By Peter Jackson
Local Journalism Initiative Reporter
Nadine Hillier was in court in Happy Valley-Goose Bay on Tuesday, Oct. 18, as a witness in the case of a man who is alleged to have broken into her home more than two years ago.
“He used my device left on a sofa to record himself masturbating on my son’s clothes and left the video for me to find,” she said in a message to The Telegram. “The cops have a 100 per cent DNA match to him and it looks like he will walk free again despite this being like his 10th time going up on charges like this.”
Hillier was one of more than a dozen residents of the central Labrador town who responded to a Facebook message posted by The Telegram looking for comment on an escalation in lawlessness that has consumed the town of about 8,000 people.
The problem of “transients” living in the woods and on trails and roaming about town causing trouble has been a concern in Happy Valley for years, but residents say the situation has reached a crisis point in the past month, and some say it’s not just a case of waiting for something bad to happen anymore.
“People have been murdered, beaten, raped and froze to death,”
one man wrote.
It’s not clear whether the suspect in the Hillier home break-in is one of those transients, and the allegations have not been proven in court.
And that reflects the complexity of the problem.
While drugs and alcohol usually play a role, no one can put a finger on why the transient issue continues to grow, and why people seem to be camping outside later into the fall and winter.
Almost every night, witnesses hear screams behind their homes, or have to slam on the brakes when a person jumps out in front of their car.
Children and adults risk being accosted or even assaulted in broad daylight. Many have witnessed sexually inappropriate behaviour in public.
Residents say it’s not safe for children to go to local establishments for lunch, or play in playgrounds. A municipal patrol has been set up to protect kids taking a trail from the high school to Tim Hortons.
Homes, businesses and cars have been broken into.
“It is very difficult to put into words the chaos which exists here and how it is making people feel,” said Sacha Fraser, whose family had to hire private security for their local convenience store.
Another convenience store owner says he’s had eight thefts since June, and is losing his regular customers.
Mitch Maidment, owner of Grafter’s Pub, has seen his share of criminal behaviour.
“The other month, a guy was banging on the door of the pub while the bartender was inside cleaning up, telling her to come out so he could stab her,” Maidment said in a message. “Had one girl the other week ask us to call the cops for her because a man in a dress was trying to beat her up. I, myself, have had a few of them threaten to stab me. At night, I’ve heard a girl screaming out on the bike trail next door that somebody was trying to kill her, but when I went out it was too dark to do anything.”
One thing is clear, says Jackie Compton Hobbs, chair of the Happy Valley-Goose Bay Houseless and Homeless Coalition.
“Public safety needs to be the No. 1 priority.”
The homeless coalition helps place families in permanent or temporary housing, often with the help of the Newfoundland and Labrador Housing Corp. (NLHC).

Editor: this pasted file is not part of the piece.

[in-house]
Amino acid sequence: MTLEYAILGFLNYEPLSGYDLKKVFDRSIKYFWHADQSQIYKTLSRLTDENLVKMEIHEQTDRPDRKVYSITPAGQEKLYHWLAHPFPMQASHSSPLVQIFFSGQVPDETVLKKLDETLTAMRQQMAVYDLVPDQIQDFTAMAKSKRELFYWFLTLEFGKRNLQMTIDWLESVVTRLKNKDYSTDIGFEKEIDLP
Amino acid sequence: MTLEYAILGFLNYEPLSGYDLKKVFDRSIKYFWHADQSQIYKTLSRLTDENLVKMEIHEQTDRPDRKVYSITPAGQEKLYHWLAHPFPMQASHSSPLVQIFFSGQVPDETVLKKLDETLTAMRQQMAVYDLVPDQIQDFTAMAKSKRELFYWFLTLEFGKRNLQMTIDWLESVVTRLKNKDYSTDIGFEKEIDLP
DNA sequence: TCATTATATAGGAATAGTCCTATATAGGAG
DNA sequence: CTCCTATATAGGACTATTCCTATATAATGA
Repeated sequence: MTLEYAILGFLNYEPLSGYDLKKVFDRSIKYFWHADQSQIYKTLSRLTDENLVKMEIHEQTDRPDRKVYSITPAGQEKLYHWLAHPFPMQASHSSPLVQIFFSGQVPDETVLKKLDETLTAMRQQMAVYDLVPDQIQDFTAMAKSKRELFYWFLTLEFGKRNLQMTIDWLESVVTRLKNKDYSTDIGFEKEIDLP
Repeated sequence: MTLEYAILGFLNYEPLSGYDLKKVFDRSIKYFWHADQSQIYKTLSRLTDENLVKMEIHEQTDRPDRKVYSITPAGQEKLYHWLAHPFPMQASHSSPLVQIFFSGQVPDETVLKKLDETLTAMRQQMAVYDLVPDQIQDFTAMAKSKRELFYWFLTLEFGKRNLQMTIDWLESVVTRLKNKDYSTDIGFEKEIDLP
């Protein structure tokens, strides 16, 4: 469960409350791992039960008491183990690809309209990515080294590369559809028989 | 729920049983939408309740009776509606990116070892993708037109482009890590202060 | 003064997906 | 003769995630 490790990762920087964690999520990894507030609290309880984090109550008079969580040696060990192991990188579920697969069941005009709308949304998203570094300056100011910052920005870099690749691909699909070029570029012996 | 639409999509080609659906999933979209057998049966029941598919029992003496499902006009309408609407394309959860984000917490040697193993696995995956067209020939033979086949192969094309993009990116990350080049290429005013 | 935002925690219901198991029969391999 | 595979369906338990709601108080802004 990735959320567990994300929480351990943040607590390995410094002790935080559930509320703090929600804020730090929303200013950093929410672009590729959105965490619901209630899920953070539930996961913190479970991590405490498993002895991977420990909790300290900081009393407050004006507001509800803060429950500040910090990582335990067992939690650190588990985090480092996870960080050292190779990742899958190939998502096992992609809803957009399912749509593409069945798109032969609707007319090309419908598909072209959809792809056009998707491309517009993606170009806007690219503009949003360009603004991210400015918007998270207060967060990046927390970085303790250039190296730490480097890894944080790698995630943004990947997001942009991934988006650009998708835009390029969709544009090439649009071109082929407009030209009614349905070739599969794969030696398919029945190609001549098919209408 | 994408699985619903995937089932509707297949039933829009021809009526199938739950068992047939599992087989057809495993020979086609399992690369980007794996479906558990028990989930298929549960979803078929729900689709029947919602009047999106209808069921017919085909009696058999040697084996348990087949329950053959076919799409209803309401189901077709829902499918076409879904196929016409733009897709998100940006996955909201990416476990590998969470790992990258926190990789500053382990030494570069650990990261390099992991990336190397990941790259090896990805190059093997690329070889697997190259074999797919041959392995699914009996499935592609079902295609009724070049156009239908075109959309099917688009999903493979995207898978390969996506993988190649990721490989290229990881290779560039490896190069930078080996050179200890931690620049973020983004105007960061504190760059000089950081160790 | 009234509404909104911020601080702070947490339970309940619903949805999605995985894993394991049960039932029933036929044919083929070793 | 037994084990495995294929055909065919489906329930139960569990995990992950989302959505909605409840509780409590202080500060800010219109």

But even Compton Hobbs admits most of the 80 or more people who are living off the grid are not actually looking for a roof over their heads.
“It’s very complex,” she said.
Michelle Kinney, a Nunatsiavut Government member who runs the local Housing Hub shelter, agrees.
“It’s hard to just discuss it without any context,” she told The Telegram.
“There are a lot of discussions happening. There’s discussion around a purpose-built facility for Happy Valley-Goose Bay which would offer shelter spaces, individual apartments, board and lodging, bedsitter kind of arrangements, as well as community supports.”
But Kinney says the transients she sees are not coming for a bed at night.
“We have increased demand at the shelter for services. So, we have a lot of people dropping in during the day for meals, washrooms, laundry, showers, clothing, hygiene supplies those sorts of things,” she said.
The shelter can accommodate up to 14 people overnight, she said, and any overflow can be referred to NLHC emergency housing, which will pay to put them up in the 68-room Labrador Inn.
Kinney can rattle off a litany of things the province and the community have done for those who refuse to seek shelter. That includes everything from financial outreach to providing rain ponchos and thermal blankets.
But sometimes that’s not enough to keep them safe. Last winter, two people were found dead in separate incidents outside the Housing Hub and the Labrador Inn.
“The individual that perished outside the shelter, had he come to the shelter door that night, he would have had a place to stay.
The lady who died at the Labrador Inn had a room at the Labrador Inn, so it wasn’t an accommodation issue.”
Fraser and others say they’ve received a lot of empathy from provincial and municipal politicians, but concrete action has been in short supply.
The Telegram is still trying to arrange interviews with both Innu leaders and provincial government ministers who were assigned to an acute rescue team in June to find short-term solutions to the problem while the bigger picture is being addressed.
No arrangements had been made as of deadline.
Peter Jackson is a Local Journalism Initiative Reporter for THE TELEGRAM
. LJI is a federally funded program. Turtle Island News does not receive LJI funding.